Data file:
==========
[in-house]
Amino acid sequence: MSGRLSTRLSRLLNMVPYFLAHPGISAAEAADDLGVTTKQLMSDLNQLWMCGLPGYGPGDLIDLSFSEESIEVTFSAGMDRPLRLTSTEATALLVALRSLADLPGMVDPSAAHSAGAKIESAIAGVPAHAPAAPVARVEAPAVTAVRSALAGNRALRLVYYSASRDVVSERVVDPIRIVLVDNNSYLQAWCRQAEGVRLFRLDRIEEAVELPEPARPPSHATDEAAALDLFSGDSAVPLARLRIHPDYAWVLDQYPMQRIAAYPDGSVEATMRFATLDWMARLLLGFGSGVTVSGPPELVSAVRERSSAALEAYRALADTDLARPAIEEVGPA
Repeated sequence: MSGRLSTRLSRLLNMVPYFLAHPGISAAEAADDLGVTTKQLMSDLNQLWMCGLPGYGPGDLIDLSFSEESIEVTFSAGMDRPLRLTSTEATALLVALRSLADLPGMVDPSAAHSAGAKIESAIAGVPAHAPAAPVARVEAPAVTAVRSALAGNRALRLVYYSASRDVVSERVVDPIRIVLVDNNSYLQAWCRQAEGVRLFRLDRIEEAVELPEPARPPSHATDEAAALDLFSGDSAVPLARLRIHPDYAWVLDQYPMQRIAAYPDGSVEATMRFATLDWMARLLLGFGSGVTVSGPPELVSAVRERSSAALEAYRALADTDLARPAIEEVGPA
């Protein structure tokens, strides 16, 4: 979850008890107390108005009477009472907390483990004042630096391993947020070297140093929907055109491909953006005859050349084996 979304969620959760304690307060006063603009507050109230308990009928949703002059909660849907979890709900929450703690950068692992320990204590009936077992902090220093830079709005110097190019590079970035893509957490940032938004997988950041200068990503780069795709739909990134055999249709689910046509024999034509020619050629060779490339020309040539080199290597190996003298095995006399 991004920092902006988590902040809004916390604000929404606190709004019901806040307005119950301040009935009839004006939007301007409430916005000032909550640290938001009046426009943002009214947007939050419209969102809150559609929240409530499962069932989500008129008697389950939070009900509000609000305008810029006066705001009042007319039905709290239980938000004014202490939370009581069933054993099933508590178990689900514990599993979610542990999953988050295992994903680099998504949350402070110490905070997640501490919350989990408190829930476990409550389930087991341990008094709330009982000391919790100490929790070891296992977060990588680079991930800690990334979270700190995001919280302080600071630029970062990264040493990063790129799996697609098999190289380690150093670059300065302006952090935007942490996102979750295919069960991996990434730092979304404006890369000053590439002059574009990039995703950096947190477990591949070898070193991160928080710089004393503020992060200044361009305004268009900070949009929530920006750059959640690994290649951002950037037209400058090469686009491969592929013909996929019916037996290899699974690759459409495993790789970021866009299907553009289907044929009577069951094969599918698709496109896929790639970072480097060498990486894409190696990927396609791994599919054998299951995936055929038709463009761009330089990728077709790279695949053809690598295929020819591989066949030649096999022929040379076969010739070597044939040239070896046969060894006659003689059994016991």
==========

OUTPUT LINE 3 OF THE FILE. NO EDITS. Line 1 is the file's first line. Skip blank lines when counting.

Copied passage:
Repeated sequence: MSGRLSTRLSRLLNMVPYFLAHPGISAAEAADDLGVTTKQLMSDLNQLWMCGLPGYGPGDLIDLSFSEESIEVTFSAGMDRPLRLTSTEATALLVALRSLADLPGMVDPSAAHSAGAKIESAIAGVPAHAPAAPVARVEAPAVTAVRSALAGNRALRLVYYSASRDVVSERVVDPIRIVLVDNNSYLQAWCRQAEGVRLFRLDRIEEAVELPEPARPPSHATDEAAALDLFSGDSAVPLARLRIHPDYAWVLDQYPMQRIAAYPDGSVEATMRFATLDWMARLLLGFGSGVTVSGPPELVSAVRERSSAALEAYRALADTDLARPAIEEVGPA